It is no secret that e-retail in India has been growing at a dramatic pace. It is expected to reach $22 billion in three years (from a negligible size five years back) after attracting billions of dollars in venture investment. Several unicorns have been created in this space. More than 40 million users already shop online in the country, and this number is expected to rise rapidly towards the 100 million mark.
The classic ecommerce model entails a small number of large efficient warehouses built across the country, coupled with a well-oiled logistics network that can deliver merchandise to consumers anywhere within a few days. However, this model has three basic constraints that will lead to its evolution:
First, the big centralised warehouse ecommerce model is economically sub-optimal in India. Shipping one package across the country and into smaller towns costs significantly more on a unit basis than ‘caching’ goods closer to where the demand is. This issue is more pronounced in India than it is in many other markets – the ASPs in India are typically low, while the logistics (shipping, warehousing) costs are not proportionately low. For example, for a generic retailer, the Average Order Value in India may be Rs 1,000 ($16) vs $50 in the US (i.e. a third) for a retailer with a similar category mix, but the unit logistics cost at scale may only be 40 per cent lower in India. Return shipping and logistics increases unit costs further. The marketplace model with platform fulfillment could add in yet another leg of shipping. Shipping and logistics can cost 8-10 per cent of the gross merchandise value for many e-retailers and marketplaces, and this cost item appropriates much of the gross margin/platform fee for several e-retail categories. In fact, classic ecommerce may not have the structural cost advantage over brick and mortar retailers that it has enjoyed in many other markets. Charging separately for delivery on a widespread basis will always be hard in a highly competitive market like India. In order to drive towards profitability and better unit economics, ecommerce companies will need to find disruptive ways to optimise their shipping and logistics expenses.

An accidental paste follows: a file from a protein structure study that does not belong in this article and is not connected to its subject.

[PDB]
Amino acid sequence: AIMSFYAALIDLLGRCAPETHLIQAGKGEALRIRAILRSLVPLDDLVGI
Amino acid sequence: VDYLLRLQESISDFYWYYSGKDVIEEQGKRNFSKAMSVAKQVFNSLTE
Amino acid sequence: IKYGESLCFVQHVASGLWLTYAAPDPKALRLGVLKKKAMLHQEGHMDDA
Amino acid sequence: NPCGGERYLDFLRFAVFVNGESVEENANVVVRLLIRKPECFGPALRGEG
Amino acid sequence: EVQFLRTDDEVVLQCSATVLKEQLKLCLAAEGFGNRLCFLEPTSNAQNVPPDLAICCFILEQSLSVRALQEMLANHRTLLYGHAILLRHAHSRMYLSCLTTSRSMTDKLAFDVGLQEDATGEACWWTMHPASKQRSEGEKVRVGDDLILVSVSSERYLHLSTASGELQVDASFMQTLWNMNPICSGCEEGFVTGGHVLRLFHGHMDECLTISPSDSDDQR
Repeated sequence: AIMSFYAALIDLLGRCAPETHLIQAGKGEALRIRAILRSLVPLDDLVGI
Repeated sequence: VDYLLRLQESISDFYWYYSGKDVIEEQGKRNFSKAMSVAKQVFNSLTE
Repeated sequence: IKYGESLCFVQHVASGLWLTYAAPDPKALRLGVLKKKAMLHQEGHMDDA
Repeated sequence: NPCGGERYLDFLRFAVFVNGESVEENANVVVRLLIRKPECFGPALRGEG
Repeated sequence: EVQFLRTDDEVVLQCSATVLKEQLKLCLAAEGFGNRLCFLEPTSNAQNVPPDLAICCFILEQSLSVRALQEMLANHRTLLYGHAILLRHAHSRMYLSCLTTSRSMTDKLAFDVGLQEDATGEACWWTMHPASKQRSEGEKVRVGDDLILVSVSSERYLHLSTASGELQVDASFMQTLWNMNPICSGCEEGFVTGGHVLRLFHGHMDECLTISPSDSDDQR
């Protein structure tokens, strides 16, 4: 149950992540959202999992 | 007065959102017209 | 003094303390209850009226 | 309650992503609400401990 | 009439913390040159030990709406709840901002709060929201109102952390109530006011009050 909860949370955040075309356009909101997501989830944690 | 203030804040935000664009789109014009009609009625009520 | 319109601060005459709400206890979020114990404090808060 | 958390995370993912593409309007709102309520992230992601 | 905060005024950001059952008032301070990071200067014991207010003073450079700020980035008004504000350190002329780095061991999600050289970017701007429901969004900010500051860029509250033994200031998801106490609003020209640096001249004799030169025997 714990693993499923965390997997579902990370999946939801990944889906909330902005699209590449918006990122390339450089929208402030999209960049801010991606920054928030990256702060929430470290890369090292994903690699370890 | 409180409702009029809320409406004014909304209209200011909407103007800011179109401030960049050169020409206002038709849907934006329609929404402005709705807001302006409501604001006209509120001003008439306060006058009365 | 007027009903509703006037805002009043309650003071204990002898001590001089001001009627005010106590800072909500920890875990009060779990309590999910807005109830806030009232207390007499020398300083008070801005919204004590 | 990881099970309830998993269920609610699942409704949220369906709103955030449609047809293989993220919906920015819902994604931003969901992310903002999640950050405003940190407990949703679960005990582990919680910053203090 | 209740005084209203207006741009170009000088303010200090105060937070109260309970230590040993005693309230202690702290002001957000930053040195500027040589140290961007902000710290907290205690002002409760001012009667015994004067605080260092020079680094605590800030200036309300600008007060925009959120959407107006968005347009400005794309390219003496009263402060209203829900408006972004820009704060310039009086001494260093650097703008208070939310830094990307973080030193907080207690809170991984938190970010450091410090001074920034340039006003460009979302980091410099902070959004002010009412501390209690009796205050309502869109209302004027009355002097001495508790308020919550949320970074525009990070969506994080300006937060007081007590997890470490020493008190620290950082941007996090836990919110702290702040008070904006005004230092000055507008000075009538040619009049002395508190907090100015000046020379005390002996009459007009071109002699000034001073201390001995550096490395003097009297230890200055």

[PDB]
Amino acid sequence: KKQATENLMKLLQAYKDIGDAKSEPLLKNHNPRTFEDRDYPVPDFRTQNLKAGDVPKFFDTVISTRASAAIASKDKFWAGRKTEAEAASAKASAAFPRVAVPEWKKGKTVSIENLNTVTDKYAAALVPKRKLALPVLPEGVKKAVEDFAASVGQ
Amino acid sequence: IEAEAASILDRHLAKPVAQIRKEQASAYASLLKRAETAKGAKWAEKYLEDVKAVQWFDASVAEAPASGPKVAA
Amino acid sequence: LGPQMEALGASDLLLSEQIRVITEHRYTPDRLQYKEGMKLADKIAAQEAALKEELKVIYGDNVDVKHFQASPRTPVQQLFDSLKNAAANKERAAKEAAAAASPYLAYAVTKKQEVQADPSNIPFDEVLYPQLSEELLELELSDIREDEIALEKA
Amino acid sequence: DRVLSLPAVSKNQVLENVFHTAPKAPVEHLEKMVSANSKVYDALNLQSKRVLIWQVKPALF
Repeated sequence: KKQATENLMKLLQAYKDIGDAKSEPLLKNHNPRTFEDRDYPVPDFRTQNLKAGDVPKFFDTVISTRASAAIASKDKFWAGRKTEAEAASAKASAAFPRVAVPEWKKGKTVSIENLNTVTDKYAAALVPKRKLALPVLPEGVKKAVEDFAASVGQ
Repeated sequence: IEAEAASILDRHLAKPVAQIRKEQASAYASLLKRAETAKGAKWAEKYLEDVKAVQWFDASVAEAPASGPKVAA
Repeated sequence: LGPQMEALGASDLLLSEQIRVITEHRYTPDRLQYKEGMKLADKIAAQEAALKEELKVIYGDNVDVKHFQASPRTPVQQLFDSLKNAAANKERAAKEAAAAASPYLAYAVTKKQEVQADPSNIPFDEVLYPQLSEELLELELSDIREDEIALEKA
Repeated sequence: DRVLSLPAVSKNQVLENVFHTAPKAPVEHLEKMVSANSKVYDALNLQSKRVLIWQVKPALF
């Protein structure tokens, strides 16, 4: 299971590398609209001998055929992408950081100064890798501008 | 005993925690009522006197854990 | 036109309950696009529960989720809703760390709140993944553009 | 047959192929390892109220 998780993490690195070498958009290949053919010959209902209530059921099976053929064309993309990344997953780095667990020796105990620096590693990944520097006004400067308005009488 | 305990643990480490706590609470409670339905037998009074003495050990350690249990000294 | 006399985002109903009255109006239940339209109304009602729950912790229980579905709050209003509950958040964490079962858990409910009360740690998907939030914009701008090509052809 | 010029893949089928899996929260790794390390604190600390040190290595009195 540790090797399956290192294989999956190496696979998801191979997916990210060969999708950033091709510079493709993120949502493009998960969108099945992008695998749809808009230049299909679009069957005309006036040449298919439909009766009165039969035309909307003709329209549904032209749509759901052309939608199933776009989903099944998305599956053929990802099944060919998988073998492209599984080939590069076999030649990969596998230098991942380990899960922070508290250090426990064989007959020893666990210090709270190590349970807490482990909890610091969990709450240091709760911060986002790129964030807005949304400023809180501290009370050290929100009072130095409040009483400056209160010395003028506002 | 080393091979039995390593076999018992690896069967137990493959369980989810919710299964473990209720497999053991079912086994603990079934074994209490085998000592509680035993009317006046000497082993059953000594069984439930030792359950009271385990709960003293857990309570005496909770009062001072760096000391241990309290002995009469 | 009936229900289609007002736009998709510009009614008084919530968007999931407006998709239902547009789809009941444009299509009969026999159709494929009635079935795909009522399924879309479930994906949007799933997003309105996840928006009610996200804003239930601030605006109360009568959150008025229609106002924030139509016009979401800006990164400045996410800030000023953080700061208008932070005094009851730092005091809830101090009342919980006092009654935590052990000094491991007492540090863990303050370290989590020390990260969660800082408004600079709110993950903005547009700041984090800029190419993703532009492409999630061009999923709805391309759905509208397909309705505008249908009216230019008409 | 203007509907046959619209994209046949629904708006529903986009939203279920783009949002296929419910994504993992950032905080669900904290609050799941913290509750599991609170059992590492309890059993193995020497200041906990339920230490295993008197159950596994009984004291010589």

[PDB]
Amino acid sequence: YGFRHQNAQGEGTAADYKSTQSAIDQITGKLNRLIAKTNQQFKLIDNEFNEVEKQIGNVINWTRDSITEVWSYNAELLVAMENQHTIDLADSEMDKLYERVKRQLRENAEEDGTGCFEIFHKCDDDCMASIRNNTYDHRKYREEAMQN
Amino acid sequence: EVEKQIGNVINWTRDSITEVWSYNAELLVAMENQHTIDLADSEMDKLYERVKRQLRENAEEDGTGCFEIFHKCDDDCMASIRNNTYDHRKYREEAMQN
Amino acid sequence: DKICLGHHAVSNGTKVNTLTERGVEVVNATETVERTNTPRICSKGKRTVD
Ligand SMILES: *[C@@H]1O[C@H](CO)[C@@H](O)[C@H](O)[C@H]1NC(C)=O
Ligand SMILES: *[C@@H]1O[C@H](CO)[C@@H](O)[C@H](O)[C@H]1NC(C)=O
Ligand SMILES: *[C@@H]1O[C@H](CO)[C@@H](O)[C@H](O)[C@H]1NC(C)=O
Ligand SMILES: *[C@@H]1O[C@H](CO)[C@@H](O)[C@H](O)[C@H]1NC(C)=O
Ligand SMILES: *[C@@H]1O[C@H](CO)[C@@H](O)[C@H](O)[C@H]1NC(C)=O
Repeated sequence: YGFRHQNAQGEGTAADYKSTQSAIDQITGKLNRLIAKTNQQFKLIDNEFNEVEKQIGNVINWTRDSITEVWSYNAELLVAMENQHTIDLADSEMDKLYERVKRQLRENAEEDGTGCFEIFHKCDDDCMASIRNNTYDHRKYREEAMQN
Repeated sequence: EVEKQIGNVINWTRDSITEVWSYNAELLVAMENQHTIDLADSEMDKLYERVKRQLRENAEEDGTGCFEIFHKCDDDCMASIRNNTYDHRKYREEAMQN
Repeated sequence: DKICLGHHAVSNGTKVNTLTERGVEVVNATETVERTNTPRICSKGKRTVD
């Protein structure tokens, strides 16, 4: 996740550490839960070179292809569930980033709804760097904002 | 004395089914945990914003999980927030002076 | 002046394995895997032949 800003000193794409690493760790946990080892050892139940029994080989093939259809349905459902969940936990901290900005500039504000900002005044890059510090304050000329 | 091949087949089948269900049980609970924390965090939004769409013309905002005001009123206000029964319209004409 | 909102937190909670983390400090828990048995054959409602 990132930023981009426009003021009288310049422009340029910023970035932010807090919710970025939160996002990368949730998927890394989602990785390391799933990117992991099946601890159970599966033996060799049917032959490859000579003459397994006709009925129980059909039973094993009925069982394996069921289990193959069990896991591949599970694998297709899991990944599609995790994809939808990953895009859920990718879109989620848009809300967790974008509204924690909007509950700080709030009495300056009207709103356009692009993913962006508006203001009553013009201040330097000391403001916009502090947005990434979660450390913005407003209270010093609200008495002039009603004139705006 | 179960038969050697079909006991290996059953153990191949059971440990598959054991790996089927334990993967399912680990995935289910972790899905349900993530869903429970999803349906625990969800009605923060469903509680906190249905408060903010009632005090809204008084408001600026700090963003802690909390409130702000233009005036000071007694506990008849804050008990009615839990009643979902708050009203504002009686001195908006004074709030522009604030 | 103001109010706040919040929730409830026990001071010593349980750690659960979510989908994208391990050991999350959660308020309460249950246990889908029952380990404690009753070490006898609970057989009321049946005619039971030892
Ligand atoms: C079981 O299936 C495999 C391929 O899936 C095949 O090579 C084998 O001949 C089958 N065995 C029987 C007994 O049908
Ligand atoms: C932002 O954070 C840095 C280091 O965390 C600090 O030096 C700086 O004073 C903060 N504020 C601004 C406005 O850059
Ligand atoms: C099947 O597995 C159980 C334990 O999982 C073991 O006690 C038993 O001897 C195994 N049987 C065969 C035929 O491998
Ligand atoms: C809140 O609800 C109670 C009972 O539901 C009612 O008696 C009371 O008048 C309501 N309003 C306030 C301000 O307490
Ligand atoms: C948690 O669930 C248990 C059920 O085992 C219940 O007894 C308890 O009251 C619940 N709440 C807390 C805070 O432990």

Second, as the consumer gets used to instant on-demand services such as food delivery and taxi services, waiting say three days to receive the USB drive he/she ordered from a distant seller will become increasingly unacceptable even to consumers in smaller towns. With the traditional ecommerce model, delivery to various parts of the country could take several days on average. This is further impacted by additional areas of friction such as inter-state taxes and state border check-posts. Many large ecommerce companies are already racing to build next day and same day (in larger cities) delivery, often via a combination of local warehouses in larger cities and overnight air shipping. Instant gratification is a key advantage of local purchase at offline retail stores, which needs to be countered or offset by ecommerce platforms. Thus the natural pressure is for ecommerce to move towards more instant models, such that consumers can receive goods they ordered within a few hours or less. Amazon, JD and others are looking to achieve this by building a chain of metro area warehouses across their respective geographies of focus. Leading Indian marketplaces have also set off on this path. However, this model is highly capital intensive, and by itself, may not be ideal in the Indian context where unit real estate/rental costs are high. Additionally, while it may work for some categories such as consumer electronics, it could be cost prohibitive for other categories such as appliances, furniture or home goods. Further, this approach does not work as well with the marketplace model which is predominant in India.